Why Self-Confidence Is More Important Than You Think
Self-confidence is linked to almost every element involved in a happy life.
Posted September 20, 2018 | Reviewed by Gary Drevitch
Self-confidence is linked to almost every element involved in a happy and fulfilling life. I highlight five key rewards of self-confidence below. Understanding these benefits is an important first step toward living your best life with confidence.
The more confident you become, the more you’ll be able to calm the voice inside you that says, “I can’t do it.” You’ll be able to unhook from your thoughts and take action in line with your values.
If you’ve suffered from low self-confidence, you’re probably familiar with rumination, or the tendency to mull over worries and perceived mistakes, replaying them ad nauseam. Excessive rumination is linked to both anxiety and depression, and it can make us withdraw from the world. But by filling up your tank with confidence, you’ll be able to break the cycle of over-thinking and quiet your inner critic.
Building confidence means taking small steps that leave a lasting sense of accomplishment. If you’ve ever learned a language, mastered a skill, reached a fitness goal, or otherwise overcome setbacks to get to where you wanted to be, you’re well on your way.
You might be thinking, “Well, sure, I was proud of my ‘A’ in Calculus back in high school, but what does that have to do with anything now?” If you think back to a key accomplishment in your life, you’ll likely find that it took a lot of perseverance. If you could triumph through adversity then, you can do it in other areas of your life where you feel self-doubt.
As your confidence grows, you’ll find yourself more driven to stretch your abilities. “What-if” thoughts will still arise: “What if I fail?” “What if I embarrass myself?” But with self-assurance, those thoughts will no longer be paralyzing. Instead, you’ll be able to grin and act anyway, feeling energized by your progress in pursuing goals that mean something to you.
Confidence gives you the skills and coping methods to handle setbacks and failure. Self-confidence doesn’t mean you won’t sometimes fail. But you’ll know you can handle challenges and not be crippled by them. Even when things don’t turn out anywhere close to what you planned, you’ll be able to avoid beating yourself up.
As you keep pushing yourself to try new things, you’ll start to truly understand how failure and mistakes lead to growth. An acceptance that failure is part of life will start to take root. Paradoxically, by being more willing to fail, you'll actually succeed more — because you're not waiting for everything to be 100 percent perfect before you act. Taking more shots will mean making more of them.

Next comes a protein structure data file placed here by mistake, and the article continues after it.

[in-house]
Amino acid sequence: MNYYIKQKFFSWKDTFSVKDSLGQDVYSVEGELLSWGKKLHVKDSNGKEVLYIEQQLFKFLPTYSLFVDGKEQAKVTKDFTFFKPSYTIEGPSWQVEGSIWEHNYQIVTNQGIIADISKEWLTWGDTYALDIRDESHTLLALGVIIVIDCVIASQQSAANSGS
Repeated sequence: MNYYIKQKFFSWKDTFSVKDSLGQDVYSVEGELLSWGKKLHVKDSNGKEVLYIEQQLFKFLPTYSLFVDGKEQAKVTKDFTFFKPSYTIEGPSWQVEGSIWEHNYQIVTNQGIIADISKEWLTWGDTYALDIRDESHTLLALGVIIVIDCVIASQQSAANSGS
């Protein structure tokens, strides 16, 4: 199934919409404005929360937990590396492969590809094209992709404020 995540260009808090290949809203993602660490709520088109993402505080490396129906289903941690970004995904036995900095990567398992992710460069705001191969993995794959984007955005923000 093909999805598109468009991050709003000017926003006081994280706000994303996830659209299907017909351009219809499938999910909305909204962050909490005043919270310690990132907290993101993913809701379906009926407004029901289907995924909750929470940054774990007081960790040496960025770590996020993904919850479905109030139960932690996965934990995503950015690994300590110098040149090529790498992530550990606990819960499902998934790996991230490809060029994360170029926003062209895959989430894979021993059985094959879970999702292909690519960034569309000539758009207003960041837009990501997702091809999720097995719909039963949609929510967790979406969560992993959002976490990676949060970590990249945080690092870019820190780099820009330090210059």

It might seem counterintuitive, but when you have more self-confidence, you’re less focused on yourself. We’ve all been guilty of walking into a room and thinking, “They’re all looking at me. They all think I look dumpy and that every word I say is stupid.” The truth is, people are wrapped up in their own thoughts and worries. When you get out of your own head, you’ll be able to genuinely engage with others.
You'll enjoy your interactions more because you won't be so worried about the kind of impression you're making, and you won’t be comparing yourself to others. Your relaxed state will put others at ease as well, helping you forge deeper connections.
Self-confidence can also breed deeper empathy. When you’re fully present, you’re more likely to notice that your date seems to be a little down, or that a friend in the corner looks like she needs a shoulder to cry on. When you’re not preoccupied with your own self-doubt, you can be the person who reaches out to help others.
Stronger Sense of Your Authentic Self
Finally, confidence roots you in who you really are. You’ll be able to accept your weaknesses, knowing they don’t change your self-worth. You'll also be able to celebrate your strengths and use them more fully.
Your actions will be in line with your principles, giving you a greater sense of purpose. You'll know who you are and what you stand for. You’ll have the skills to show up, stand up, and speak up. In other words, you'll be able to let your best self shine through.
A Few Action Steps
- Write down a favorite confidence quote and put it somewhere you'll see it often. My colleague Meg Selig has compiled a great list.
- Do you have a photograph of a time you felt confident and successful? It could be a graduation photo, a picture of you as a kid after you learned to ride a bike or anything else that resonates with you. Hang it on your fridge or bathroom mirror, and reflect on all the steps it took to get to that point.
- Try one of these self-confidence tricks from my colleague Alice Boyes.
Confidence Essential Reads
Excerpt from The Self-Confidence Workbook: A Guide to Overcoming Self-Doubt and Improving Self-Esteem. Copyright © 2018 by Barbara Markway and Celia Ampel.